“You look as if you need some of my sandwiches,” she said in a voice that sounded as if she had been a smoker for many, many years.

“No, your stupid sandwiches can’t help me, and from the looks of it, they aren’t doing anything for you either.”

Much to Cory’s surprise, the old woman smiled at him with big, perfectly straight, bright white teeth that looked as if they should have been in the mouth of someone considerably younger before she spoke.

“How old do you think I am?”

“How the hell would I know? Maybe sixty or seventy?”

“Very kind of you to say, but I am one-hundred and forty-three.”

“Oh, come off it, lady. I’m not a stupid tourist, so stop bull-shitting me.”

“Believe what you will,” she replied with nothing more.

Her unwillingness to explain herself unnerved Cory. “Well, if you are that old, then what’s your secret?” he asked without really expecting an answer.

She smiled again with her beautiful big teeth and held up the thermos in one hand and one of the small sandwiches in the other. She held them in the air for a moment and continued to eat and drink without another word.

“You telling me that you lived to be that old just because of some stupid little sandwiches? Pffffff,” Cory waved his hand in the air as if to dismiss the notion.

“Believe what you will,” she said again and continued to eat.

At first, Cory turned to leave. The hideous music had stopped, and that was all he truly wanted. Then he even took a few steps before a crazy thought crossed his mind, and he whirled back around to face her.

“Those sandwiches don’t cure illness by any chance, do they?”

She smiled even wider than before, “But, of course. They are very powerful.”

Cory’s insides suddenly felt lighter. Could this crazy old bitch really have something that could help me,? he thought “In that case, I guess I will have some after all.”

She smiled and pulled a small blue cooler bag out from behind the table, and handed him two little bundles of wax paper. He greedily took the packages from her hand and sat down on the cold ground in front of her table, and wolfed the tiny, chewy but crunchy morsels down despite the horrid smell of rotting feet that accompanied them. As soon as he finished, she lifted the thermos toward him without saying a word. Cory grabbed it and washed the sandwiches down with a great big gulp.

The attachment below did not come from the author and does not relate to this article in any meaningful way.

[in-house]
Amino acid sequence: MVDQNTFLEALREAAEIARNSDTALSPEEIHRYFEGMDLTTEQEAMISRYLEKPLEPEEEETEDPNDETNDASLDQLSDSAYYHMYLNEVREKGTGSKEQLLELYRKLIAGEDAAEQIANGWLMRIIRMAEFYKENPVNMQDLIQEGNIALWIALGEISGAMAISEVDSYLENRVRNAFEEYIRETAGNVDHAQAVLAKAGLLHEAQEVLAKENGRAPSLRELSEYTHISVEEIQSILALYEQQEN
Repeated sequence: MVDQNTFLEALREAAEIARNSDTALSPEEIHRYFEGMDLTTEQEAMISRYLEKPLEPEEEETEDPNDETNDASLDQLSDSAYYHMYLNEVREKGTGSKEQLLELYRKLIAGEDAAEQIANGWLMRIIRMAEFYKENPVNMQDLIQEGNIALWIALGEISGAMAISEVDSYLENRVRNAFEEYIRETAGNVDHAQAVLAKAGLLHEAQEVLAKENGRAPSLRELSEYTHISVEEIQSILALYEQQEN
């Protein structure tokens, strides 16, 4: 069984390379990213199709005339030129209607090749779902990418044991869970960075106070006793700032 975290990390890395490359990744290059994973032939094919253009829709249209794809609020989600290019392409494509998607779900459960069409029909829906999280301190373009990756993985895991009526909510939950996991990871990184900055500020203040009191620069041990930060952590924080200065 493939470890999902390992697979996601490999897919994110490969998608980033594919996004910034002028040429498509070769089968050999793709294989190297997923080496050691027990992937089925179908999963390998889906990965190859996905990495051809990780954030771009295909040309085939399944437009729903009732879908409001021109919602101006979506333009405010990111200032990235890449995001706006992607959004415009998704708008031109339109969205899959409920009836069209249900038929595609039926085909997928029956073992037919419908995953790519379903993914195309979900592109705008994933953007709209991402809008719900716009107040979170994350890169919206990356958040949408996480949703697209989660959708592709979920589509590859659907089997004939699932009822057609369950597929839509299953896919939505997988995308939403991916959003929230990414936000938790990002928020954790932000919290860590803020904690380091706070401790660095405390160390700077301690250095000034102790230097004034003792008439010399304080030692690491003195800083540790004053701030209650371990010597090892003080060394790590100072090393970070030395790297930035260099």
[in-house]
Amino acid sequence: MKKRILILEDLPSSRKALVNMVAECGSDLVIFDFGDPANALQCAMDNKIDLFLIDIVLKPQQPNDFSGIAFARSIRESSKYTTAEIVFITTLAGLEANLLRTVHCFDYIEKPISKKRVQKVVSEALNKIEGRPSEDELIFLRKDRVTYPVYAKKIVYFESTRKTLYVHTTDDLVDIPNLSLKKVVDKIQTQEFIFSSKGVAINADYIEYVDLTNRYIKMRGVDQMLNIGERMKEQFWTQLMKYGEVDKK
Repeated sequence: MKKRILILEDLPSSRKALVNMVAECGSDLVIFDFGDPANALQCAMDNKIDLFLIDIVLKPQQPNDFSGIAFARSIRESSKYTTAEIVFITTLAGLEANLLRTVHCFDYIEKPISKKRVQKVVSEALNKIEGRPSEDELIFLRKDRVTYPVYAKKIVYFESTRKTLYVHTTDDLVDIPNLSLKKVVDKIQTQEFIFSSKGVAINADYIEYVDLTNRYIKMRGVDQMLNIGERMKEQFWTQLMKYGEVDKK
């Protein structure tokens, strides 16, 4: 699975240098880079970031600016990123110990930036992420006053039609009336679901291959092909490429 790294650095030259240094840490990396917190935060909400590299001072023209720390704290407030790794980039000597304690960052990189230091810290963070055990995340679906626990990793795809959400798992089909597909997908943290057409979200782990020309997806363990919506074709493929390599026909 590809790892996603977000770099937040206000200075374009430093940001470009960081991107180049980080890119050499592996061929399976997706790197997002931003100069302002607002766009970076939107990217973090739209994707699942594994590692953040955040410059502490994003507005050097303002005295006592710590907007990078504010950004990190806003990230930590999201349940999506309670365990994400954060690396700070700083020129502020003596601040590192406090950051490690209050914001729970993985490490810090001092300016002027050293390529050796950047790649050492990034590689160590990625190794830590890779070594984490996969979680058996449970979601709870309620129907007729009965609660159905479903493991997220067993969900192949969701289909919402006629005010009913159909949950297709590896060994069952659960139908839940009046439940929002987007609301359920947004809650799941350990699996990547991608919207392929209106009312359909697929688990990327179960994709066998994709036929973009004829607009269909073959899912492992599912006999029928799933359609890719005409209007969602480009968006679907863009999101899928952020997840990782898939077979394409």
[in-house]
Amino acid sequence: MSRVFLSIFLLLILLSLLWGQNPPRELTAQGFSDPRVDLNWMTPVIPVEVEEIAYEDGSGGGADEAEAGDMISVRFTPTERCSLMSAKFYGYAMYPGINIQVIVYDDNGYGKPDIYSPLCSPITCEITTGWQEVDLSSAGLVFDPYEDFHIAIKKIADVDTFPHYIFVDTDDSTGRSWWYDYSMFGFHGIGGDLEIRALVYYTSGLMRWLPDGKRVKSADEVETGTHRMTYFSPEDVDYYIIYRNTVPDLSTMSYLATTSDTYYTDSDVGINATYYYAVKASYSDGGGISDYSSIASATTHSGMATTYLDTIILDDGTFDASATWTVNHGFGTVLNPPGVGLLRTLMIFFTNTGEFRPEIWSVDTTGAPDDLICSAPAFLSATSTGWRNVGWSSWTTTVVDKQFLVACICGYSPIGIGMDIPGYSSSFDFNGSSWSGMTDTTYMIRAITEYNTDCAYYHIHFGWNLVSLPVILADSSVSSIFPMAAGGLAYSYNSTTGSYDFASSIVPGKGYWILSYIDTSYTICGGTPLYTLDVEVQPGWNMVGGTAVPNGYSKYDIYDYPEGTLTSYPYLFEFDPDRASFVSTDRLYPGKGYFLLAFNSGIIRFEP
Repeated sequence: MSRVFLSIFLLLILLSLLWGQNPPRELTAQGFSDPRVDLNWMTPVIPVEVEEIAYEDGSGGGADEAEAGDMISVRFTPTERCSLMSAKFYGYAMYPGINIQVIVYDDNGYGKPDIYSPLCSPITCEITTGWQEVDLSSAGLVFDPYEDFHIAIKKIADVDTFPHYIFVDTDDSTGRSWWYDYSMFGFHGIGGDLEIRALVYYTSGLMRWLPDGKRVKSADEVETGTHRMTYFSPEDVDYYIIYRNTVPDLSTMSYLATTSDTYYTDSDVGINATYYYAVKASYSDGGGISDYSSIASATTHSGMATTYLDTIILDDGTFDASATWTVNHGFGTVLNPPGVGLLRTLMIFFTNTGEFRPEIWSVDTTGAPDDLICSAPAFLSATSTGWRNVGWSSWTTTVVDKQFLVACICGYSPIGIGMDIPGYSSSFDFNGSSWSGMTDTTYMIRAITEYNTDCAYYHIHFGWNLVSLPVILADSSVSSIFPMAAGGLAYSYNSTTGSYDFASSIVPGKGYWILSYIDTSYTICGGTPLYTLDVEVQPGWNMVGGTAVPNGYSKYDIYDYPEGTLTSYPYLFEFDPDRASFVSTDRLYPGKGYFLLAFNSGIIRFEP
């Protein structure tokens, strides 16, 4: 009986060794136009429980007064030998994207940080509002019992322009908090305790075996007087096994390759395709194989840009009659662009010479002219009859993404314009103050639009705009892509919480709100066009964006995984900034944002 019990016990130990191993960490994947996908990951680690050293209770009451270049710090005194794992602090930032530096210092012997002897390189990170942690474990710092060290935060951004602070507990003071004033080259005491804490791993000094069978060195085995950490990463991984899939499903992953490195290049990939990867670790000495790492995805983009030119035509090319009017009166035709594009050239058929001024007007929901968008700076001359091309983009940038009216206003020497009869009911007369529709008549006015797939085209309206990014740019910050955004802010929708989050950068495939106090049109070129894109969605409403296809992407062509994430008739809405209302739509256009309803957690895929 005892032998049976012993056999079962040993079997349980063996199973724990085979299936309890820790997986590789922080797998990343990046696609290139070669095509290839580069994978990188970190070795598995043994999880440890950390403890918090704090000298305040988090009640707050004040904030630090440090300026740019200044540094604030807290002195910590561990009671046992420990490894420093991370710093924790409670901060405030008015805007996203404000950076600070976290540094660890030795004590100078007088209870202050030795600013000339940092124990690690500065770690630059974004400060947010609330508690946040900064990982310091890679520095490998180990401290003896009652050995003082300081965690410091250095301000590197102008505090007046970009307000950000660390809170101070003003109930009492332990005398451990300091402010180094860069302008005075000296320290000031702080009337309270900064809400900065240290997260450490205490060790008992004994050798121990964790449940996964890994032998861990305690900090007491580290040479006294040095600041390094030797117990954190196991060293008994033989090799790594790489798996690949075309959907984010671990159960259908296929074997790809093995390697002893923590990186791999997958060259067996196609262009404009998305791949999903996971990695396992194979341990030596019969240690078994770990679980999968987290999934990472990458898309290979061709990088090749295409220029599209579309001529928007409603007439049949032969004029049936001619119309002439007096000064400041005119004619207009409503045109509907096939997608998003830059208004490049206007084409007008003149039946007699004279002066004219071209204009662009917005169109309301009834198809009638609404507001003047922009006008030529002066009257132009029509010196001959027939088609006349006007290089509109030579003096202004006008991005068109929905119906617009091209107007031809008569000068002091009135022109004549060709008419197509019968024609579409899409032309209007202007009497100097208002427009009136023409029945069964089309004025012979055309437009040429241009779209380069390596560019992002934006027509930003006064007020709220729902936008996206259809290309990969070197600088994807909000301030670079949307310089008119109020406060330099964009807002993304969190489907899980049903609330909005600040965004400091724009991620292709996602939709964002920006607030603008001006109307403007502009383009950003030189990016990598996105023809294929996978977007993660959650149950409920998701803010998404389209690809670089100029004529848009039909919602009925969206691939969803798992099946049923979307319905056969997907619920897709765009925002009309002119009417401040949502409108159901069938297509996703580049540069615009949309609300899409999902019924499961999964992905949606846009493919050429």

“What is this stuff?” he asked in a huff. “Don’t tell me it’s some of that newfangled chia tea because those push-start Indians don’t know shit about tea.” He didn’t wait for an answer to his racist statement and took another swig. “A little salty, but not bad,” he said as he handed back the thermos to the old woman and turned to leave without a single offer to pay for the food and drink. It wasn’t that it hadn’t crossed his mind. It was just that he had no intention to pay her anything.

As he reached the flap of the tent, he heard her say ever so softly behind him, “In order for the sandwiches to do their magic, you must eat two each day for three days in a row.”

Cory stopped dead in his tracks and turned back around to face her. “Let me guess, if I don’t pay you like a hundred bucks for the next two installments, I don’t get anymore?”

This time she didn’t smile. Not a single sign of kindness crossed her face. “Nothing is free in this life, Mr. Roacha, especially for a man with a curse on his head.”

A shiver ran over his skin, and every hair on his body stood up stiffly. He suddenly felt like a cat that’s fur had been rubbed in the wrong direction. How did she know my name? I never told her my name. He thought hard if he had and hadn’t realized it, but after thinking for a moment, he knew he hadn’t, let alone mentioned that some European two-bit hooker had spewed a blood curse on him five days ago. He pursed his lips at her, “pffffff,” was all he said as he dismissed the entire absurd situation and left with a speed that surprised even him.

He began walking back to his apartment, and at first, he dragged along as before, but by the time he reached Mick’s Hardware store, he felt his feet getting warmer. The warmth slowly crept up his ankles and then into his calves. By the time he reached Harry’s, the sensation had made its way all through his body. His insides felt as if he were being bathed in warm, soft sunlight, and a strong sense of excited joy spread through him. Jesus, what the hell did that old bitch give me? He thought as his pace quickened with a new sense of strength that surged through every part of him. By the time he walked into his dark apartment, he felt as exhilarated as a newborn and as horny as a teenager. His swollen balls had gone back to their normal size and color, and all the pain in his body and head had vanished. A joyous feeling pulsed through him with vibrating heat. He felt so good that he wanted to scream his excitement out the window to the street below. “This is incredible. I can’t believe what I’m feeling. Maybe my luck has changed again, and I’m not going to die after all!”